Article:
So yesterday marked the end of my level 10 Elf Seeker. I had expressed to the DM that I would not be hanging around in this campaign once Heroic Tier was done. Monday night gaming till midnight was just taking a toll on me on Tuesday mornings and at the moment, 4E doesn't have my attention like it did before. Just a case of my mind needing to take a break from it and go do other things.
Kris our DM was itching to kill a PC, so I'm sure that he enjoyed this. Memphis has a thing about riding large monsters and blasting them in the back of the head at point blank with his blunderbuss (we just used the rules for a long bow) with magical insects as ammunition. In the beginning, I found the Seeker to be such a "crappy" controller especially when you compare him to say...a Wizard. I found his powers too situational before all the bells and whistles could go off. Don't get me wrong, when they work, they're terrifying. But they require more finesse.
I've always had a beef with 4E locking up with players not moving around enough when I DM (it's amazing how stupid characters all of a sudden became tactical geniuses). So even though Memphis' attacks are ranged, I played him as a compulsive in your face type warrior who would run all over the place as long as space permitted. If I double move and shift as a minor, it's possible for Memphis to clear 17 squares in one turn when moving closer to an enemy. As I mentioned earlier, I originally found him difficult to use properly as a controller. So instead of being the one to clear minions, I ended up trying to do my "controlling" by engaging the big guy on the battle field and trying to take him out of the equation for a few turns while the rest of the party mopped up the other baddies. Once that was taken care of, the rest of the group would rally around whatever it was that Memphis was riding on (and in most cases he was also half dead by this point) and beat face.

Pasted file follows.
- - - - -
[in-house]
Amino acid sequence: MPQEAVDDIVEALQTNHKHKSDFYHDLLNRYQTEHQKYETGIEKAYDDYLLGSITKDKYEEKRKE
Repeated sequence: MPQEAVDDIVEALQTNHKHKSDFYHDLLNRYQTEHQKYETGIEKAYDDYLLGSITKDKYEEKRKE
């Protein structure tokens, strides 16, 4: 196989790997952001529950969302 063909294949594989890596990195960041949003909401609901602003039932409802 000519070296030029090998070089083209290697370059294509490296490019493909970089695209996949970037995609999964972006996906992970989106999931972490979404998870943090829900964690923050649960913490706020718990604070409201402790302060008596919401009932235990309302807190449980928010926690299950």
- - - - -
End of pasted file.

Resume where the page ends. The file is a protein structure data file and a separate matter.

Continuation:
So how did Memphis go? Well, on our dungeon crawl searching for Babagya, we ended up in a tomb where some Zombies rose up along with an Undead Firebat. In the back stood a T-rex made of vines. Seeing as the Zombies and the Firebat had found their fun with the other PC's, Memphis sprints across the hall, and climbs up onto it's back and begins blasting away at this thing. Completely separated from the party, he eventually go down from the poison in the Vine-a-saurus' vine attacks. Having been so attached to Memphis' character, Holly's/Skull's dragon familiar was played up to be freaking out when Memphis finally fell limp.
For fun, I grabbed some Treant minis and dropped them on the table to represent the Primal spirits reacting to his death. The party was in very bad shape between auras, ongoing damage and status effects. Heals had run dry along with a Paladin who had no surges left. To keep me amused (and to give the rest of the group a better chance), towards the end, Kris had me rolling damage on Memphis' turn in the initiative. This representing the primal energies still being hostile towards the creature as magical insects from Lola the blunderbuss were crawling out of it to gnaw on the thing, along with Jiminy Cricket stabbing at it with his umbrella. Fittingly, it was the damaged rolled for the biting swarm that finally took down the Vine-a-Saur.
Memphis will rest in peace and for my last session in this campaign that will take place next week, I'm going to either make a Dragonborn or Thri-Keen. The Dragonborn will represent Huggles the familiar basically Digi-volving and using Memphis' old gear or the Thri-Keen will be Jiminy Cricket being fully fleshed out to avenge Memphis' death. I just want to finally see Babagya go down. Boss battle time!